Any of various physical characteristics that appear in humans at puberty and in sexually mature animals and that differentiate between the sexes without having a direct reproductive function.
Any of the physical characteristics that differentiate male and female individuals, as distribution of hair or fat on the body, breast and muscle development, deepening of the voice, etc., that are not directly related to reproduction and usually appear at puberty.
Any of various physical characteristics that differ between the sexes but do not have a direct reproductive function, appearing in humans at puberty and in other animals at sexual maturity or during the mating season.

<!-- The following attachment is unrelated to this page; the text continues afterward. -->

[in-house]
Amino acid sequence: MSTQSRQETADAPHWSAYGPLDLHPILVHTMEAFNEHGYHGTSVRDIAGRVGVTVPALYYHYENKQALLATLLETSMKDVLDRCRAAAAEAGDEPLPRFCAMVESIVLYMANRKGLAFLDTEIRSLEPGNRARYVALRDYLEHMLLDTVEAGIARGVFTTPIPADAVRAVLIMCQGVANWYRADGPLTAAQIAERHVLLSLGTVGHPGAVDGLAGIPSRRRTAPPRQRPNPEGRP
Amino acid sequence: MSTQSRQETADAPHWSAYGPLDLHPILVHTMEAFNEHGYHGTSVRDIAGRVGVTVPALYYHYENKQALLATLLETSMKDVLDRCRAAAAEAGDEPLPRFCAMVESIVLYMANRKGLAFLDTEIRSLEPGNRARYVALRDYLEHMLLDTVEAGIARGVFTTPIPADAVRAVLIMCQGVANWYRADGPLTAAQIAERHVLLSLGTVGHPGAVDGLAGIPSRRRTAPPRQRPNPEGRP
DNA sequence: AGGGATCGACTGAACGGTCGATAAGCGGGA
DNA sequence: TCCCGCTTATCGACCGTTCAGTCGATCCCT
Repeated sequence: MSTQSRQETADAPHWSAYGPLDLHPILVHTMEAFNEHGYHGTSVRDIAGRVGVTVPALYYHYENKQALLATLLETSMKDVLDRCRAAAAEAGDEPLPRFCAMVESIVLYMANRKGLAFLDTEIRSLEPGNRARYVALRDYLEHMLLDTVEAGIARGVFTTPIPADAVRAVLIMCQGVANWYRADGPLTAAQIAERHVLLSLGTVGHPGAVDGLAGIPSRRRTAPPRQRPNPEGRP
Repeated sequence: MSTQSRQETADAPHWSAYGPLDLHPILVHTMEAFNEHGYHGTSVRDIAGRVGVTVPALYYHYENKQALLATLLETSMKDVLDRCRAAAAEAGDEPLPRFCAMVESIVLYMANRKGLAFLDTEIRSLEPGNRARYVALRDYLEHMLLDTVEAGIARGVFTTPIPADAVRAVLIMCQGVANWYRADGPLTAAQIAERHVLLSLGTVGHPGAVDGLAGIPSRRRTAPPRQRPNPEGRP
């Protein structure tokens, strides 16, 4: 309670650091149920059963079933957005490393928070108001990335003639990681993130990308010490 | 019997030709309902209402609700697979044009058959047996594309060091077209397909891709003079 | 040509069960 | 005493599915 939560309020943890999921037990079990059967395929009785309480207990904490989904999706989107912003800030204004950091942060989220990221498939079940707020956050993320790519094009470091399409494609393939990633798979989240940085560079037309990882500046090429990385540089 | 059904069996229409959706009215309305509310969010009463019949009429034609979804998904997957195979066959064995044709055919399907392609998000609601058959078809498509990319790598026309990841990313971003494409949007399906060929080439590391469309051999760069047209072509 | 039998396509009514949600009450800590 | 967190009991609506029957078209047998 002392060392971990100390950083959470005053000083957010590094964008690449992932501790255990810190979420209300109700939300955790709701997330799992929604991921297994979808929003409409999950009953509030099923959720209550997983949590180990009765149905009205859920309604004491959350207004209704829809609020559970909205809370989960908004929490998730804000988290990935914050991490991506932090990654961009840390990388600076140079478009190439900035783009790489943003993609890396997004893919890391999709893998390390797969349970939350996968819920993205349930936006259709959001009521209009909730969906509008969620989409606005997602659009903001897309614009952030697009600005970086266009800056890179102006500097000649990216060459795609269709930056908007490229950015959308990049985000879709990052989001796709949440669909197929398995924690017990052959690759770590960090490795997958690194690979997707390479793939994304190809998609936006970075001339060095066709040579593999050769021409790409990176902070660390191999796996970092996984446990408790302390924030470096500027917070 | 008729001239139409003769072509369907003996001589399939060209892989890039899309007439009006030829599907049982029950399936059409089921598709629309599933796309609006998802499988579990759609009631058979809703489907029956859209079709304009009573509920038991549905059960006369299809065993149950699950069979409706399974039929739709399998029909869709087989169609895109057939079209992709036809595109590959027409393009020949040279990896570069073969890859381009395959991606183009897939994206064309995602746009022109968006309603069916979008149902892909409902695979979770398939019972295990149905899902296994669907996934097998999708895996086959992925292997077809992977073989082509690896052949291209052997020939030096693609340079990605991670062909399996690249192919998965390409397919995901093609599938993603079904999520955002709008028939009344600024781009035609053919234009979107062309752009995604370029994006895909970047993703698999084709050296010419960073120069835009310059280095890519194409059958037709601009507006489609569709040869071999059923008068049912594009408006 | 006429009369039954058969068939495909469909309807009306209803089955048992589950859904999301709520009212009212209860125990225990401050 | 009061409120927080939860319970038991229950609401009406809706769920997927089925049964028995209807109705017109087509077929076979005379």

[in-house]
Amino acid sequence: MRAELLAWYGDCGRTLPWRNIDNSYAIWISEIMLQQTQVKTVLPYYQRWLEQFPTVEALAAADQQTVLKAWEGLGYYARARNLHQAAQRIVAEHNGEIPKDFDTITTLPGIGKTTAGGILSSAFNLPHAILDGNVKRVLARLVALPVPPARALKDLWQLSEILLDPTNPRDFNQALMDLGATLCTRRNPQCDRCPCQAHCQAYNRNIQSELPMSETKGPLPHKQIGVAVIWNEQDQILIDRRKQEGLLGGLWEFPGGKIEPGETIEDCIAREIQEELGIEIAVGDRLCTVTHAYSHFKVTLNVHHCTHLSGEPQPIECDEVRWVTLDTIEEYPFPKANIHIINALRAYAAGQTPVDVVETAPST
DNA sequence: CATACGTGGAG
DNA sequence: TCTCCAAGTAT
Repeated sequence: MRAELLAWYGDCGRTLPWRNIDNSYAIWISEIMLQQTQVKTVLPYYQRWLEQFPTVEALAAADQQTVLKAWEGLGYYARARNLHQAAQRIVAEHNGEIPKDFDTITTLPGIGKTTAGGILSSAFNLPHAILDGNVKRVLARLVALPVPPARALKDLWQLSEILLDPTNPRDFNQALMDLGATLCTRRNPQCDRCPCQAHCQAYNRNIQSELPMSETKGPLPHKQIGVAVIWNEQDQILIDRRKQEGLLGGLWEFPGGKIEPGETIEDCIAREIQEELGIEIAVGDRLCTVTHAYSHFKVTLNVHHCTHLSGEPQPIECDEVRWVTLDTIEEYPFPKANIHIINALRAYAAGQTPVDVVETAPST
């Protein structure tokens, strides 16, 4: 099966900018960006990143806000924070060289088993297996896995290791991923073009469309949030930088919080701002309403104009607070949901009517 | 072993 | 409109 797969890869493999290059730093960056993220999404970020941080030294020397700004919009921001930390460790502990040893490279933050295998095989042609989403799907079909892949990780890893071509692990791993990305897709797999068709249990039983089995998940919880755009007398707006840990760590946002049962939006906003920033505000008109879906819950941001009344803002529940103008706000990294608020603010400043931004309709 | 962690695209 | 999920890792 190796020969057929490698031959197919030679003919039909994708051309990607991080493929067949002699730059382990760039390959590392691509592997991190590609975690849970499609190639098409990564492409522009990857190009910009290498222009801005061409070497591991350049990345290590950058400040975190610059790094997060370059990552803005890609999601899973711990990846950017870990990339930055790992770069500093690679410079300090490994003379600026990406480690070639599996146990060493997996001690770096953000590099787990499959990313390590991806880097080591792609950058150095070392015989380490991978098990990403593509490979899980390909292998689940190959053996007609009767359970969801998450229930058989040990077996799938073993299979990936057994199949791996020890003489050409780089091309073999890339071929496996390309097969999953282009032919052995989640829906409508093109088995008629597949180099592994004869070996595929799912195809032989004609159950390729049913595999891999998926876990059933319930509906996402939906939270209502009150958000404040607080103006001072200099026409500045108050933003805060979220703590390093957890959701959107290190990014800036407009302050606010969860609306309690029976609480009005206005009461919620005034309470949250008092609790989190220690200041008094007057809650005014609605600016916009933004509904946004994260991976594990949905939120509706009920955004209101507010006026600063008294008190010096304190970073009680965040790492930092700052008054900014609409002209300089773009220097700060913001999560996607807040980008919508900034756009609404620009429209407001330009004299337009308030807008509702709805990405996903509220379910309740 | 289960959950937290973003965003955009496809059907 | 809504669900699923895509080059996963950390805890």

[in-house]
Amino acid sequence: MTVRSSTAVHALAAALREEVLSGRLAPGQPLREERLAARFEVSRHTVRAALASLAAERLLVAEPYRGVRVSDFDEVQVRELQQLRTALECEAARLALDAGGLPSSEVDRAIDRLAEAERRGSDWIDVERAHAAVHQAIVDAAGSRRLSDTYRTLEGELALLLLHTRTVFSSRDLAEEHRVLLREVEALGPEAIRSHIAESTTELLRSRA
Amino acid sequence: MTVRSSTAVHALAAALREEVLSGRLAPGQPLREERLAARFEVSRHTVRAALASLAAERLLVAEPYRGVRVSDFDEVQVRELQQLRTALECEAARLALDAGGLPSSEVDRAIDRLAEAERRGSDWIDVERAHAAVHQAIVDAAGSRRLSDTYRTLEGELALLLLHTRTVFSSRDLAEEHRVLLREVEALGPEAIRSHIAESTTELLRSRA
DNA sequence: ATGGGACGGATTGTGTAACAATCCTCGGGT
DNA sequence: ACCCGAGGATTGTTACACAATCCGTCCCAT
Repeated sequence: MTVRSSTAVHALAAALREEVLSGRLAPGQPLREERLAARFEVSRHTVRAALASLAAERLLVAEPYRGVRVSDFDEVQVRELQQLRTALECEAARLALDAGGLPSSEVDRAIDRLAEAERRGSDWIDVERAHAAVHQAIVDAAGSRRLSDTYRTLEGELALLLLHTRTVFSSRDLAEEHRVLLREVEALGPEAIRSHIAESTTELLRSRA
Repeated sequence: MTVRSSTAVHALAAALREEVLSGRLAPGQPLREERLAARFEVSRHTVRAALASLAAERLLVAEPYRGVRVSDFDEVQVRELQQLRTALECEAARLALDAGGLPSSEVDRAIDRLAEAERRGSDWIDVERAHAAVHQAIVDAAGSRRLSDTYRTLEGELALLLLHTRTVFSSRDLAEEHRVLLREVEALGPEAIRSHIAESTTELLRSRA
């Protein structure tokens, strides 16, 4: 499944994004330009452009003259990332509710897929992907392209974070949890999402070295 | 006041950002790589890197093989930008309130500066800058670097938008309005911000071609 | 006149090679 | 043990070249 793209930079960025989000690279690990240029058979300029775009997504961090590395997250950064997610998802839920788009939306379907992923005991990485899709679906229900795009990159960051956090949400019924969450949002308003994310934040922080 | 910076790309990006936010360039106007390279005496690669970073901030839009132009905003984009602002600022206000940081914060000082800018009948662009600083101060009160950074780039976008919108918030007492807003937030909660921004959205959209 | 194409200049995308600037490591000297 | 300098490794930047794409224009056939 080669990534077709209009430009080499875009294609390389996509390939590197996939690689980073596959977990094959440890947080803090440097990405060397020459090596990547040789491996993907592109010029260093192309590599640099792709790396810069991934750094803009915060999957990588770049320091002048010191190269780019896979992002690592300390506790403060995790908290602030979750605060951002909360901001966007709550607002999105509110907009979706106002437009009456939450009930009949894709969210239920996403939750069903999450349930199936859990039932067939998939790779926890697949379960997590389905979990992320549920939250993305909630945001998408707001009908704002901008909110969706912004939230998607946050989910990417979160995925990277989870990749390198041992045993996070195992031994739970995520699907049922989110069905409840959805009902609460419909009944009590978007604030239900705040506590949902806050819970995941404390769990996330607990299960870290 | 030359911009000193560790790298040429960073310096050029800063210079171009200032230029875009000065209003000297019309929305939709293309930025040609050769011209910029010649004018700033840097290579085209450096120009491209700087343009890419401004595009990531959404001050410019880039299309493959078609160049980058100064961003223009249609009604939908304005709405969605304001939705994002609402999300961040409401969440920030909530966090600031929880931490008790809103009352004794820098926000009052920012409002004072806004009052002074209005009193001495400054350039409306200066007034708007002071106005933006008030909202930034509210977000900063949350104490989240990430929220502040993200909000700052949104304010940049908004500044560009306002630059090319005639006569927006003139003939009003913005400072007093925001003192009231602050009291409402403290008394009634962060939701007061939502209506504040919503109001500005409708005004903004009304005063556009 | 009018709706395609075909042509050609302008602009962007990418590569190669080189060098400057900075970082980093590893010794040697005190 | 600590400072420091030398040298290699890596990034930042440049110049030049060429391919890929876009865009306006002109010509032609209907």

Any of the physical traits in a sexually mature animal that are specific to one sex but are not directly involved in the act of reproducing. Secondary sex characteristics are thought to have evolved to give an individual an advantage in mating by making the individual more attractive to mates or by allowing the individual to defeat rivals in competition for mates. Some secondary sex characteristics include the facial hair of the human male, the relatively prominent breasts of the human female, the antlers found only in the male of most species of deer, and the colorful plumage of the males of many species of birds. The appearance of secondary sex characteristics is determined by the sex hormones.